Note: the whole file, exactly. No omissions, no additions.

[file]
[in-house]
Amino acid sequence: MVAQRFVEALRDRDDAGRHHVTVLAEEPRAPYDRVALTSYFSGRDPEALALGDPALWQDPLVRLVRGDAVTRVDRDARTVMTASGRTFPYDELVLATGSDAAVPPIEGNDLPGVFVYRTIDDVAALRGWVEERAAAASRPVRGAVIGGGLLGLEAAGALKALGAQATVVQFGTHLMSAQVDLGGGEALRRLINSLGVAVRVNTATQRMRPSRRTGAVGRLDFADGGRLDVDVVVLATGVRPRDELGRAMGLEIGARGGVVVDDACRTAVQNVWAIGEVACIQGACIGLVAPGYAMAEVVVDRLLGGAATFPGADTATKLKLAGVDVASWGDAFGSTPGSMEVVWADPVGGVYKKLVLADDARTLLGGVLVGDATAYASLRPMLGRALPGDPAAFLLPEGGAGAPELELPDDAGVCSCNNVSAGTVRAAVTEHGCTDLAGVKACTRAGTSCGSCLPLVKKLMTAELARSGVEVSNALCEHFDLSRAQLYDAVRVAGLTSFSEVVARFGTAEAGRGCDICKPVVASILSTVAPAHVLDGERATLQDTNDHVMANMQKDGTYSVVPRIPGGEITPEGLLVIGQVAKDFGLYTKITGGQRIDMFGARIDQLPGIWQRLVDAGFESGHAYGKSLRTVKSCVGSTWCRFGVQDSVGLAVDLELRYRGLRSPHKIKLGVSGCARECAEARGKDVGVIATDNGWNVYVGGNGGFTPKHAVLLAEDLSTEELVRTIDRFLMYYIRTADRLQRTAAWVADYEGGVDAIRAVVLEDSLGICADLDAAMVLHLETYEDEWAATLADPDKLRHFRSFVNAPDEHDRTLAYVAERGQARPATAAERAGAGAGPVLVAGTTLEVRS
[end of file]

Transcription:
[in-house]
Amino acid sequence: MVAQRFVEALRDRDDAGRHHVTVLAEEPRAPYDRVALTSYFSGRDPEALALGDPALWQDPLVRLVRGDAVTRVDRDARTVMTASGRTFPYDELVLATGSDAAVPPIEGNDLPGVFVYRTIDDVAALRGWVEERAAAASRPVRGAVIGGGLLGLEAAGALKALGAQATVVQFGTHLMSAQVDLGGGEALRRLINSLGVAVRVNTATQRMRPSRRTGAVGRLDFADGGRLDVDVVVLATGVRPRDELGRAMGLEIGARGGVVVDDACRTAVQNVWAIGEVACIQGACIGLVAPGYAMAEVVVDRLLGGAATFPGADTATKLKLAGVDVASWGDAFGSTPGSMEVVWADPVGGVYKKLVLADDARTLLGGVLVGDATAYASLRPMLGRALPGDPAAFLLPEGGAGAPELELPDDAGVCSCNNVSAGTVRAAVTEHGCTDLAGVKACTRAGTSCGSCLPLVKKLMTAELARSGVEVSNALCEHFDLSRAQLYDAVRVAGLTSFSEVVARFGTAEAGRGCDICKPVVASILSTVAPAHVLDGERATLQDTNDHVMANMQKDGTYSVVPRIPGGEITPEGLLVIGQVAKDFGLYTKITGGQRIDMFGARIDQLPGIWQRLVDAGFESGHAYGKSLRTVKSCVGSTWCRFGVQDSVGLAVDLELRYRGLRSPHKIKLGVSGCARECAEARGKDVGVIATDNGWNVYVGGNGGFTPKHAVLLAEDLSTEELVRTIDRFLMYYIRTADRLQRTAAWVADYEGGVDAIRAVVLEDSLGICADLDAAMVLHLETYEDEWAATLADPDKLRHFRSFVNAPDEHDRTLAYVAERGQARPATAAERAGAGAGPVLVAGTTLEVRS